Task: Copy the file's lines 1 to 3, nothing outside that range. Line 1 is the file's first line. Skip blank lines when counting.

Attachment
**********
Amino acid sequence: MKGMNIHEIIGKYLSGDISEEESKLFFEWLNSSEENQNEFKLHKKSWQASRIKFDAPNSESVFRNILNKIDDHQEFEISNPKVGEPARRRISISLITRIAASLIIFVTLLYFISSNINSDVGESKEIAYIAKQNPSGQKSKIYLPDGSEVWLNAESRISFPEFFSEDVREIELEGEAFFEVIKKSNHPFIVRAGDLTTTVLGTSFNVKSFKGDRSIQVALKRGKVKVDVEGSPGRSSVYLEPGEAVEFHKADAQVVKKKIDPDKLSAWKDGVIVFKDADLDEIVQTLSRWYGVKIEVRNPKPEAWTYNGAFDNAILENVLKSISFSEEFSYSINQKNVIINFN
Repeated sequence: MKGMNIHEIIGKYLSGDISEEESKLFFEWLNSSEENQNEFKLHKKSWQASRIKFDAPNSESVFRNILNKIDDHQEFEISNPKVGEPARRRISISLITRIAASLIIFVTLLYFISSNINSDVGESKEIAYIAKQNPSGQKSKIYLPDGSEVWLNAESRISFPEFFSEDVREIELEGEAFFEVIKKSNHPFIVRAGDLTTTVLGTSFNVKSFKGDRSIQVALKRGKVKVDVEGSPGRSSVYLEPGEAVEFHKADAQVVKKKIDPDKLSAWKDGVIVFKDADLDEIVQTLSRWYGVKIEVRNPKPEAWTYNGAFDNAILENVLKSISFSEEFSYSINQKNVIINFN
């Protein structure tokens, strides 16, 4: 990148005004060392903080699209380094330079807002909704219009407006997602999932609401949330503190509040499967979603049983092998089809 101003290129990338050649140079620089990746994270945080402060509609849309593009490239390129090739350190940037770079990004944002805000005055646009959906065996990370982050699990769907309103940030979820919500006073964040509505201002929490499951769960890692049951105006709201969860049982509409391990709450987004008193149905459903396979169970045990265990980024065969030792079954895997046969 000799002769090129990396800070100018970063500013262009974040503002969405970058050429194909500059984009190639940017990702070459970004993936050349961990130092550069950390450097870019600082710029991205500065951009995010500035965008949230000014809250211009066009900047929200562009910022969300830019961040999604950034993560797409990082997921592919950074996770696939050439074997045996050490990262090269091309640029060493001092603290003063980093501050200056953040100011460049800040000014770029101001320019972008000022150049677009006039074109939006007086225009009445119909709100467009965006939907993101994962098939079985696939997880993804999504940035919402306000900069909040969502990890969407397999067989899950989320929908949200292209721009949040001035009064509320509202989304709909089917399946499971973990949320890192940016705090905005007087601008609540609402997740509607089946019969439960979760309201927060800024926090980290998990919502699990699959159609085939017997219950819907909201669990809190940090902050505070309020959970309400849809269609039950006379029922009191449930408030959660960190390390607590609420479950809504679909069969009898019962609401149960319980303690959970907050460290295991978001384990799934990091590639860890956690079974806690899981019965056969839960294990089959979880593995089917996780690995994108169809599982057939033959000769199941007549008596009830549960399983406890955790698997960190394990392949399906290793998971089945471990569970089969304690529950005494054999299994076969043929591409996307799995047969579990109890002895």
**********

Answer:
Amino acid sequence: MKGMNIHEIIGKYLSGDISEEESKLFFEWLNSSEENQNEFKLHKKSWQASRIKFDAPNSESVFRNILNKIDDHQEFEISNPKVGEPARRRISISLITRIAASLIIFVTLLYFISSNINSDVGESKEIAYIAKQNPSGQKSKIYLPDGSEVWLNAESRISFPEFFSEDVREIELEGEAFFEVIKKSNHPFIVRAGDLTTTVLGTSFNVKSFKGDRSIQVALKRGKVKVDVEGSPGRSSVYLEPGEAVEFHKADAQVVKKKIDPDKLSAWKDGVIVFKDADLDEIVQTLSRWYGVKIEVRNPKPEAWTYNGAFDNAILENVLKSISFSEEFSYSINQKNVIINFN
Repeated sequence: MKGMNIHEIIGKYLSGDISEEESKLFFEWLNSSEENQNEFKLHKKSWQASRIKFDAPNSESVFRNILNKIDDHQEFEISNPKVGEPARRRISISLITRIAASLIIFVTLLYFISSNINSDVGESKEIAYIAKQNPSGQKSKIYLPDGSEVWLNAESRISFPEFFSEDVREIELEGEAFFEVIKKSNHPFIVRAGDLTTTVLGTSFNVKSFKGDRSIQVALKRGKVKVDVEGSPGRSSVYLEPGEAVEFHKADAQVVKKKIDPDKLSAWKDGVIVFKDADLDEIVQTLSRWYGVKIEVRNPKPEAWTYNGAFDNAILENVLKSISFSEEFSYSINQKNVIINFN
């Protein structure tokens, strides 16, 4: 990148005004060392903080699209380094330079807002909704219009407006997602999932609401949330503190509040499967979603049983092998089809 101003290129990338050649140079620089990746994270945080402060509609849309593009490239390129090739350190940037770079990004944002805000005055646009959906065996990370982050699990769907309103940030979820919500006073964040509505201002929490499951769960890692049951105006709201969860049982509409391990709450987004008193149905459903396979169970045990265990980024065969030792079954895997046969 000799002769090129990396800070100018970063500013262009974040503002969405970058050429194909500059984009190639940017990702070459970004993936050349961990130092550069950390450097870019600082710029991205500065951009995010500035965008949230000014809250211009066009900047929200562009910022969300830019961040999604950034993560797409990082997921592919950074996770696939050439074997045996050490990262090269091309640029060493001092603290003063980093501050200056953040100011460049800040000014770029101001320019972008000022150049677009006039074109939006007086225009009445119909709100467009965006939907993101994962098939079985696939997880993804999504940035919402306000900069909040969502990890969407397999067989899950989320929908949200292209721009949040001035009064509320509202989304709909089917399946499971973990949320890192940016705090905005007087601008609540609402997740509607089946019969439960979760309201927060800024926090980290998990919502699990699959159609085939017997219950819907909201669990809190940090902050505070309020959970309400849809269609039950006379029922009191449930408030959660960190390390607590609420479950809504679909069969009898019962609401149960319980303690959970907050460290295991978001384990799934990091590639860890956690079974806690899981019965056969839960294990089959979880593995089917996780690995994108169809599982057939033959000769199941007549008596009830549960399983406890955790698997960190394990392949399906290793998971089945471990569970089969304690529950005494054999299994076969043929591409996307799995047969579990109890002895």